Daily Archives: August 10, 2021

Lanning speaks!

It’s that time of year when Kirby lets his coordinators out of the room to prove they exist.

Here’s the Lanning presser:

Lots of quotes there, but I think this one’s my favorite.

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Unforgettable

“Or, do you want to be Marco Wilson?”

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Filed under Gators, Gators...

A bang(ed) up start

As if we didn’t have enough to worry about on the o-line already…

Georgia didn’t make it out of its first weekend of preseason practices without a starter on offense being sidelined by injury, according to sources.

Center Warren Ericson sustained an injury to his left hand that he uses to snap the ball and that could keep him out for several weeks. UGASports.com was the first to report on the injury.

Redshirt freshman Sedrick Van Pran-Granger could step in for Ericson until he’s able to return.

Georgia opens the season on Sept. 4 against Clemson in Charlotte.

I mean, what could go wrong?

At least it happened early in fall practice so Van Pran-Granger will have some time to get acclimated before facing one of the best defensive lines in college.  Hope he’s got his shotgun snap down right.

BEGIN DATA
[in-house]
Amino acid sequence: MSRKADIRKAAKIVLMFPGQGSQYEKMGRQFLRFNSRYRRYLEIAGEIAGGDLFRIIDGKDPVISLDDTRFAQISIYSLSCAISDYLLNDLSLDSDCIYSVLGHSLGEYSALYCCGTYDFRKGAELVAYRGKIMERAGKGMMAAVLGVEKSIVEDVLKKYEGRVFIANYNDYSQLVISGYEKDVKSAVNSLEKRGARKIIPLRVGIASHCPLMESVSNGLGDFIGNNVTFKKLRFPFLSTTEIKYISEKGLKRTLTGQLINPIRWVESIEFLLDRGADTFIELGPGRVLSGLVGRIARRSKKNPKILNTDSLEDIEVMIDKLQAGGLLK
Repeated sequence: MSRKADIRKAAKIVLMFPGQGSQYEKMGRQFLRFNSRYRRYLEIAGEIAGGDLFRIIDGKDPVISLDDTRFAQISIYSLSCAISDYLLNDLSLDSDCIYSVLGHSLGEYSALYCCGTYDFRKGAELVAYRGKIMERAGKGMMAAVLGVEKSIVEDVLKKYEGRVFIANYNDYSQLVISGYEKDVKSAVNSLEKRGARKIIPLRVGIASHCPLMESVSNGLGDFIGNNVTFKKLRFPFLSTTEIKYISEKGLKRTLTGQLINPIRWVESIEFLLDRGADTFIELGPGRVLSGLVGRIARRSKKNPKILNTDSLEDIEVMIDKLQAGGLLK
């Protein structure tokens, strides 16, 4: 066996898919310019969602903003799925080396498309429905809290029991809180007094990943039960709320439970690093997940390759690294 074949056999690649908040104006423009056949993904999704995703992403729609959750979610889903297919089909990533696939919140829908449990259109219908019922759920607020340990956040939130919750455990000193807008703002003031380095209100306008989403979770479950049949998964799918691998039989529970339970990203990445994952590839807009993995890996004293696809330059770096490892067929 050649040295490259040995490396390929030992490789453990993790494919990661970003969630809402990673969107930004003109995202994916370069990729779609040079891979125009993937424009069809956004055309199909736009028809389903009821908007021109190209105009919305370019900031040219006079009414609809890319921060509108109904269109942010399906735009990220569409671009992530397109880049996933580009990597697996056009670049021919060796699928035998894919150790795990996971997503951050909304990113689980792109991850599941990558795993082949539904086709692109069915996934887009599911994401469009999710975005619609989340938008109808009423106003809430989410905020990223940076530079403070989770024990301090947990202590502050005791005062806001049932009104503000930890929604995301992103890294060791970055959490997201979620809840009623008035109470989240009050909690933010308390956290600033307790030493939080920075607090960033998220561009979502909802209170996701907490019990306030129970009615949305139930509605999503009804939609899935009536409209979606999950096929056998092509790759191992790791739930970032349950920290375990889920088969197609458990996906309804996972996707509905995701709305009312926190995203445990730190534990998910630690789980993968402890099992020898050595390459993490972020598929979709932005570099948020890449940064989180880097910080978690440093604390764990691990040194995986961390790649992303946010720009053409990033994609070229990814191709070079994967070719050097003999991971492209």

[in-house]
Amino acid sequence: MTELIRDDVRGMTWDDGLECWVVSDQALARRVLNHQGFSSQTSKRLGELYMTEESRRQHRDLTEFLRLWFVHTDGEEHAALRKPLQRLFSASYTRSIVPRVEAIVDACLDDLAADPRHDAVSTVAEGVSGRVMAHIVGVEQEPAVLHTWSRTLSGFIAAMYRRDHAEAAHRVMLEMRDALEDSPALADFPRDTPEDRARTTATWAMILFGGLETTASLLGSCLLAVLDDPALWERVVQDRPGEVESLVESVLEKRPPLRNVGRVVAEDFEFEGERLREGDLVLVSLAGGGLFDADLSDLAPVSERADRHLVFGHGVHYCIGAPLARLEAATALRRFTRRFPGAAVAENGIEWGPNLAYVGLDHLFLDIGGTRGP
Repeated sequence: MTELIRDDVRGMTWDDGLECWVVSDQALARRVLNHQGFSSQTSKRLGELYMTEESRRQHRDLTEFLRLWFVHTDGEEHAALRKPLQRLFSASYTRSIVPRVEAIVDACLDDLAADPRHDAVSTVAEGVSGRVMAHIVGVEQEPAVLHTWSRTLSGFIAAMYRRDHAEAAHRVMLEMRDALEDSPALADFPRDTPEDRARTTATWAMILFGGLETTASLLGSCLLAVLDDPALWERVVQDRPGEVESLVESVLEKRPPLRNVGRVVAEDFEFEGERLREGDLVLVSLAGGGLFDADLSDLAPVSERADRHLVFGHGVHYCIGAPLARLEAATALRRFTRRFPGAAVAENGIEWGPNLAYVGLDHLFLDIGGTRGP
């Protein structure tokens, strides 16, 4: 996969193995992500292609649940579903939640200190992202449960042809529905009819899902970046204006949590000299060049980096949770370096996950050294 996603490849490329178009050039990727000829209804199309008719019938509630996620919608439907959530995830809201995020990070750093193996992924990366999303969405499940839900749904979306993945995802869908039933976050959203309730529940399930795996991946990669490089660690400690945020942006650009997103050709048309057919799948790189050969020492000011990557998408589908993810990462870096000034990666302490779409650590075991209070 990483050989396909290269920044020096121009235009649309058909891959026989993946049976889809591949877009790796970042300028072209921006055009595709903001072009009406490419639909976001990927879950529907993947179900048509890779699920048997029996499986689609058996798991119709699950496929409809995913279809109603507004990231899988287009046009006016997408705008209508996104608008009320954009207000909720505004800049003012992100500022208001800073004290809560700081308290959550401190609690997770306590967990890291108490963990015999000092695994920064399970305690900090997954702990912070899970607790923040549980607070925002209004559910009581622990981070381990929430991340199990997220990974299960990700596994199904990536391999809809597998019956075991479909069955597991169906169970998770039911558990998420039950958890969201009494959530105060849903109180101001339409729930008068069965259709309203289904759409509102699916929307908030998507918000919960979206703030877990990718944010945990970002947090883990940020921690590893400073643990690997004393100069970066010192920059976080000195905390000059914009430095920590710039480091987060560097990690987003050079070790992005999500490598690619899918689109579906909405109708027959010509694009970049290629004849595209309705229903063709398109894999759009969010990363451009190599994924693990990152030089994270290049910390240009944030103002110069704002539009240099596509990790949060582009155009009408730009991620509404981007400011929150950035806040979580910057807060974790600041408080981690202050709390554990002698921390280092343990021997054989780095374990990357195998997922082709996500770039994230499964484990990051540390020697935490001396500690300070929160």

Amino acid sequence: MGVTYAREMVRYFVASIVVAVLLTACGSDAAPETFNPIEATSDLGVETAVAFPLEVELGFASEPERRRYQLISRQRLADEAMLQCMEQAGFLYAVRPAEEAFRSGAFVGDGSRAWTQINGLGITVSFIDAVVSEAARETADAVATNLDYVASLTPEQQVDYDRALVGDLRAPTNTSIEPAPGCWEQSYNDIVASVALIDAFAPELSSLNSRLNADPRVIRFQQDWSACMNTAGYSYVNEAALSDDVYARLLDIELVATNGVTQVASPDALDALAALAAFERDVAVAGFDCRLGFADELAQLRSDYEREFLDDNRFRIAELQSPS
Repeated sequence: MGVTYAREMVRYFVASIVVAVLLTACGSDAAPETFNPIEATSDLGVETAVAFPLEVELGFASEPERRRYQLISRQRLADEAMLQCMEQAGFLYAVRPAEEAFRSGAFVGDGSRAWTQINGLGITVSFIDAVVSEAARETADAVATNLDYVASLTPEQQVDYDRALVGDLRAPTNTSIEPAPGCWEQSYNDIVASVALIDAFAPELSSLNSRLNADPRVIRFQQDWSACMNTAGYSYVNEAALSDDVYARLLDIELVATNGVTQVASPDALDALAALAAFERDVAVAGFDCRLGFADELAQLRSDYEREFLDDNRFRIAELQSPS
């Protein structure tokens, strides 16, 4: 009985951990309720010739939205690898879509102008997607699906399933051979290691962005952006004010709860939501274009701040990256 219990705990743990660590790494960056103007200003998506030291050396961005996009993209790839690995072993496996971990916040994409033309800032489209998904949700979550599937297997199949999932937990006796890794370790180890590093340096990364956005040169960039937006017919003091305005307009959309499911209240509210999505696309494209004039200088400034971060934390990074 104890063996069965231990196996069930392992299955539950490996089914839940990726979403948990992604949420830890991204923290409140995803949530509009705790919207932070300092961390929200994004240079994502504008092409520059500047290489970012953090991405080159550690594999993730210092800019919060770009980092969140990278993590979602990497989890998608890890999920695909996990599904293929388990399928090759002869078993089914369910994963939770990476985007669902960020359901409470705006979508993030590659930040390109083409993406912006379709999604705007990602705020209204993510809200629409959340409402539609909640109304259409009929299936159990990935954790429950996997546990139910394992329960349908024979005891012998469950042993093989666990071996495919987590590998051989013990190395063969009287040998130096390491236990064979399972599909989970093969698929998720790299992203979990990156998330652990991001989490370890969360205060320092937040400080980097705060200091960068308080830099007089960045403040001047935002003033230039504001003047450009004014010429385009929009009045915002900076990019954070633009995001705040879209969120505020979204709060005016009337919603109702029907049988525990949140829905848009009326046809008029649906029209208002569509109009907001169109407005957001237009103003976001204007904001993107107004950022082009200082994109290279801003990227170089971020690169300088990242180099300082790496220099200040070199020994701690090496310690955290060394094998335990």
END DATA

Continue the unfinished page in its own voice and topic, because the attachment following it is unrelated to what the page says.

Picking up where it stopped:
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Filed under Georgia Football, The Body Is A Temple

Underachieving in 2021

One last thought about Georgia, the Great Underachiever:  when this season is over, how will be characterize the program’s results?

Well, if you share Adam Rittenberg’s perception, it’s a binary choice.  Natty or bust, in other words.  If you want a little more nuance, though, keep reading.  I’ve got three scenarios for you to consider.

Georgia doesn’t play in the SECCG

Yeah, given the state of the division and Georgia’s conference schedule, falling short of a trip to Atlanta would be a fairly massive underachieve.  A no-brainer of a take.

Georgia plays in the SECCG, finishes the regular season 11-2 with losses to Clemson and Alabama and plays in a bowl game

Disappointing?  To be sure.  But do you characterize losing to two of the teams that pretty much every poll, major pundit and advanced stat guru show as higher ranked programs as underachieving, especially if the losses are close ones?  If you do, you don’t think that word means what I think it means.

Georgia plays in the SECCG, finishes the season no worse than 12-1 and qualifies for the CFP